Self-immolations in Tibet and the hope for dialogue under Xi Jinping’s leadership

19 Feb

On the 13th February the BBC reported that one more Tibetan man set himself on fire as a sign of protest against the Chinese domination. This has been one of several cases when Tibetans set themselves on fire to show their strong intention to make Tibet independent from China.

The Chinese authorities claim that the Dalai Lama, instead of condemning, has been glorifying these events that have taken place since 2011 and have caused the death of about a 100 people since then. The spiritual leader of Tibet instead denies this accusation and it might even seem that the Dalai Lama is willing to compromise and fight for Tibet’s autonomy rather than its complete independence from Beijing.

The hope is that Xi Jingping will pursue a change in policy but this will certainly require more flexibility from both sides. In fact this has been a burning issue since the 1950s, when China regained control over Tibet. From a Chinese perspective this was an act of liberation from a “feudal serfdom under a theocracy”, which led to increased liberties and democracy. From a Tibetan point of view, instead, after some liberal reforms had been enforced, China went back to a repressing behaviour which is seen to have strongly undermined the Tibetan and Buddhist culture and reinforced the need to be independent.


Both sides have contrasting opinions on what the Chinese domination means and whether or not Tibet is to be considered part of China or independent. Certainly the issue is still important and Xi Jinping will have to decide if China and Tibet can make even a small step toward each other in a more diplomatic way.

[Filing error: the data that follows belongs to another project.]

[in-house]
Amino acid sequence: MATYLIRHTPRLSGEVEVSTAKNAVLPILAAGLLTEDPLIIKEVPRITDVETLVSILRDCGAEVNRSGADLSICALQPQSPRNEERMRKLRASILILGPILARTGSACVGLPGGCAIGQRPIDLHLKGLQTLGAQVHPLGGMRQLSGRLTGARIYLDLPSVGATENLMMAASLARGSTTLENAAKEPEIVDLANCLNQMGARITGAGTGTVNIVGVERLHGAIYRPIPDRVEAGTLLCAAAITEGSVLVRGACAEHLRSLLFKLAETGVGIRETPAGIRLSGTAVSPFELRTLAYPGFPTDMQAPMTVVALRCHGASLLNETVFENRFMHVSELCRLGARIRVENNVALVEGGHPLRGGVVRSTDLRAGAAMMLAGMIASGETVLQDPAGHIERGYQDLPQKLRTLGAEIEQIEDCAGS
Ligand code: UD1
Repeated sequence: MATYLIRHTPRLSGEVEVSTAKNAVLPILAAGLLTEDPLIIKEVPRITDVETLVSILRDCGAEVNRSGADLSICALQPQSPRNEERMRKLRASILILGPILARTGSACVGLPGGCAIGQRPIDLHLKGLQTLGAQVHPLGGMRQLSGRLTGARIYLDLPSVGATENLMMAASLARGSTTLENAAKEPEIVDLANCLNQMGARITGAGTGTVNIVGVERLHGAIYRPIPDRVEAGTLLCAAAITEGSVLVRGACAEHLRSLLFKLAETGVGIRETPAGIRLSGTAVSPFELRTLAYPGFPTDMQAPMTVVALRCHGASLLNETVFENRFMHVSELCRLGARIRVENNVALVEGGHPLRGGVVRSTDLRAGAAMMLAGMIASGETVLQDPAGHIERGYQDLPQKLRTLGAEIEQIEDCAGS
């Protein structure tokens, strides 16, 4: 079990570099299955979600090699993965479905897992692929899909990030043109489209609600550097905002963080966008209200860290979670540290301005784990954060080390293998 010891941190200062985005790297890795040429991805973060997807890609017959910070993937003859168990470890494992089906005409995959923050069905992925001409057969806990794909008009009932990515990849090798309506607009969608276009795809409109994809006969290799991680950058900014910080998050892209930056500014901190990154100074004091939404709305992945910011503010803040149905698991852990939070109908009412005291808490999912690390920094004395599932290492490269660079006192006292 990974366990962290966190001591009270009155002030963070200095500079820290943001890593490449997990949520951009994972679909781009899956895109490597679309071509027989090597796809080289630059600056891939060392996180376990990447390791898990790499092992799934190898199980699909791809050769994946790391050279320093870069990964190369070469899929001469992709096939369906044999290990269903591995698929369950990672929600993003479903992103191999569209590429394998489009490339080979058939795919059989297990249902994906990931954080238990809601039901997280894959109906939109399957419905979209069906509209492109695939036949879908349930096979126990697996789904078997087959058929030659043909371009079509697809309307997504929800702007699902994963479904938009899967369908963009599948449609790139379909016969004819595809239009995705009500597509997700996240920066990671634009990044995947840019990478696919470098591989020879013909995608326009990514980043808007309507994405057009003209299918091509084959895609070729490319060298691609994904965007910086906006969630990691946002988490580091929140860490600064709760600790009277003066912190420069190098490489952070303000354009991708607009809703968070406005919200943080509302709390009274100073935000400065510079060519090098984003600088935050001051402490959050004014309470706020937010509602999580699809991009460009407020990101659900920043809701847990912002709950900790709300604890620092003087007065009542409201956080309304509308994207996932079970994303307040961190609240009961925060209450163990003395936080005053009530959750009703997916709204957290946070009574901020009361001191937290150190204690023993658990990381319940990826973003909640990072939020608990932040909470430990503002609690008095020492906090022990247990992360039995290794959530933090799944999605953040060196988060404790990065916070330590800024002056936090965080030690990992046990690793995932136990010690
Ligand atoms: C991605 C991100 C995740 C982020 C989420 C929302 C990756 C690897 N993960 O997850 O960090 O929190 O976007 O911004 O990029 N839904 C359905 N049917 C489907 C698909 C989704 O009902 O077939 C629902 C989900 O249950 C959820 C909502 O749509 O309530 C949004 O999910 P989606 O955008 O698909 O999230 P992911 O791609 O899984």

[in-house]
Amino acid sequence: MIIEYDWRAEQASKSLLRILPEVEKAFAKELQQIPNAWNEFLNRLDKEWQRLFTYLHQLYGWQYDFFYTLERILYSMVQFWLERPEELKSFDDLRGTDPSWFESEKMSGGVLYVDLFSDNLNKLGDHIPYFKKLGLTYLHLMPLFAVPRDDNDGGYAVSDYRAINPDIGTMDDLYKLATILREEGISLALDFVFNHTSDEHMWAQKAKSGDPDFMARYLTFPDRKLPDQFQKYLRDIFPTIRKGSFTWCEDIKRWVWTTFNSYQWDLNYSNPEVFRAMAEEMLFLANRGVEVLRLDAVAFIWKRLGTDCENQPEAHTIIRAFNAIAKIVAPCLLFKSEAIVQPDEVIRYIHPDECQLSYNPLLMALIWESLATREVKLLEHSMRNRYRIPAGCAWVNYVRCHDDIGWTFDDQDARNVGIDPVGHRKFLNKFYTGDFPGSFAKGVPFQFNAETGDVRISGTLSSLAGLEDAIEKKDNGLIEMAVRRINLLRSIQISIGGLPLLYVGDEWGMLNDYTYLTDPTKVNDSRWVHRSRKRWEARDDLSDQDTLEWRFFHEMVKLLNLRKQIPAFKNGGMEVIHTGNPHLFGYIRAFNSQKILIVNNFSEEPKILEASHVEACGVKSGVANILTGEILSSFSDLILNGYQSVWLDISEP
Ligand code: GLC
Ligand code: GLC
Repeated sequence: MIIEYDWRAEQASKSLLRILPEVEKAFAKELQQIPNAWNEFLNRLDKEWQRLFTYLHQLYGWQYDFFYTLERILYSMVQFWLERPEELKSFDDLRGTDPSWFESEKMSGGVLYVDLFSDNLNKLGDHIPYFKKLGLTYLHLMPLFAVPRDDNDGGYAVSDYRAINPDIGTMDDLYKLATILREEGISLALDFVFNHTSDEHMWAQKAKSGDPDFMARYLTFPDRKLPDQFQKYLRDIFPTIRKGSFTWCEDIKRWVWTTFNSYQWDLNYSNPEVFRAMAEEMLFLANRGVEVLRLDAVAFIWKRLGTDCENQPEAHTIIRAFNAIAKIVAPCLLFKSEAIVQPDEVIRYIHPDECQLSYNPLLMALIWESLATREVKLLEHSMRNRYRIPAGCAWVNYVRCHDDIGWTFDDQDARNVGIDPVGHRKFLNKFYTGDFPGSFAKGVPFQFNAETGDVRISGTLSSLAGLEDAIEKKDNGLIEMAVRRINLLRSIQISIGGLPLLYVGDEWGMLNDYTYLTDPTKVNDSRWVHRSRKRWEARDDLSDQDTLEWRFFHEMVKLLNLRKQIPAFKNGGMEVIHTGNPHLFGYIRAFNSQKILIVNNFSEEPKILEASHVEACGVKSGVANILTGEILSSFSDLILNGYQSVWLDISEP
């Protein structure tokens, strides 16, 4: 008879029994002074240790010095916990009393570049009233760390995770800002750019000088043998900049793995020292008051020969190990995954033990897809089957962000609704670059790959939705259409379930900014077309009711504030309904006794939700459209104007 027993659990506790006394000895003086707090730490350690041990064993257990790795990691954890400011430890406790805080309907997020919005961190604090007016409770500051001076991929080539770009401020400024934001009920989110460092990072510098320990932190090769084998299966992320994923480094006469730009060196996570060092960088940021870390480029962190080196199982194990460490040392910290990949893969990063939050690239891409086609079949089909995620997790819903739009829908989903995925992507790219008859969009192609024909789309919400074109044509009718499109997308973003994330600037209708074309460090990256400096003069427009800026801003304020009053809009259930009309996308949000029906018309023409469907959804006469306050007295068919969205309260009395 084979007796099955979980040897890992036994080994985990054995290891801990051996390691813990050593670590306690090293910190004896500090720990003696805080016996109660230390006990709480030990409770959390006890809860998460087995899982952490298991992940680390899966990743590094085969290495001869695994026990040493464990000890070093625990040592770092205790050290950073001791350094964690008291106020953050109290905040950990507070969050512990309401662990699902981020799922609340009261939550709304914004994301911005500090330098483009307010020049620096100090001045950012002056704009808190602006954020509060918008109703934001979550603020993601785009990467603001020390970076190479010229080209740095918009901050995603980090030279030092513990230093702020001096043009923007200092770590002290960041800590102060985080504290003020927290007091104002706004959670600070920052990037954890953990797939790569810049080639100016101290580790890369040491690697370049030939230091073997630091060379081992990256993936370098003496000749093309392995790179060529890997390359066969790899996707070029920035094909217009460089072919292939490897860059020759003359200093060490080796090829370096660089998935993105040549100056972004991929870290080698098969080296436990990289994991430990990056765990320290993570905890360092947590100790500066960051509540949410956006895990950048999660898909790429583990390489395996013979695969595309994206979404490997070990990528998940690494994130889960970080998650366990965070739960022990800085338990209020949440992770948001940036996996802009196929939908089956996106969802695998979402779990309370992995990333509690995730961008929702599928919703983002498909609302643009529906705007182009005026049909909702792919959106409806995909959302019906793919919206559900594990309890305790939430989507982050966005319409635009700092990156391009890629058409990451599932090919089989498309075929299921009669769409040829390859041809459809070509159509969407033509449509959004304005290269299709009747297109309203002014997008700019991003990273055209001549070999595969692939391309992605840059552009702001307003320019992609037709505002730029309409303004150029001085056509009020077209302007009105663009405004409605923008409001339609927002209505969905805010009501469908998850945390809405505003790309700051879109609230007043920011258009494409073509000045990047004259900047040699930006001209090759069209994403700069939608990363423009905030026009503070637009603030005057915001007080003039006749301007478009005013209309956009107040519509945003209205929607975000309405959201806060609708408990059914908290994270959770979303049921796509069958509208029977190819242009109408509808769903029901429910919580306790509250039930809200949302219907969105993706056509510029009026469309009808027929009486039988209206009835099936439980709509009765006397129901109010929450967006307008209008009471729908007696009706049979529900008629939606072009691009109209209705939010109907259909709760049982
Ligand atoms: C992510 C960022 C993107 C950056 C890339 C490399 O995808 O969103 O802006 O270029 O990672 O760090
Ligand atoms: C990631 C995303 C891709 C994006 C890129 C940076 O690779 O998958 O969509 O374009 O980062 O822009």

One Response to “Self-immolations in Tibet and the hope for dialogue under Xi Jinping’s leadership”

  1. gcb1g12 February 21, 2013 at 12:01 am #

    Further activist have participated in the extreme political protest of self-immolation.

    The debate over Tibet continues with China trying to silence the Dali Lama using political pressure, even used in Britain, and political activists in Western China continuing to display their extreme passion for the cause of independence.

    The real question is whether China is the liberator or the oppressor? Is the removal of the Tibetan theocracy a step towards freedom or an extension of Beijing’s control? With the lack of freedom in China, political oppression and lack of media coverage, one can only assume that China is not the great liberator it claims to be and only once political freedom is achieved all around China can Beijing be seen as pursuing the interests of the Tibetan and Chinese people rather than their own.

    The only real certainty is that China will not willingly relinquish control of the historic province of China. At last November’s leadership change, the protests in Tibet were not part of the agenda or even mentioned. In addition, the lack of free internet means any online organisations for rallies or support for Tibetan independence are impossible and as the Tibetan independence movement display their unwillingness to yield, this issue may be remain contentious for the distant future.

    Sources: – New activist suicides. – Tibetan issue at leadership change. – Channel 4 documentary on the Chinese political control in Britain (mentions the Dali Lama)

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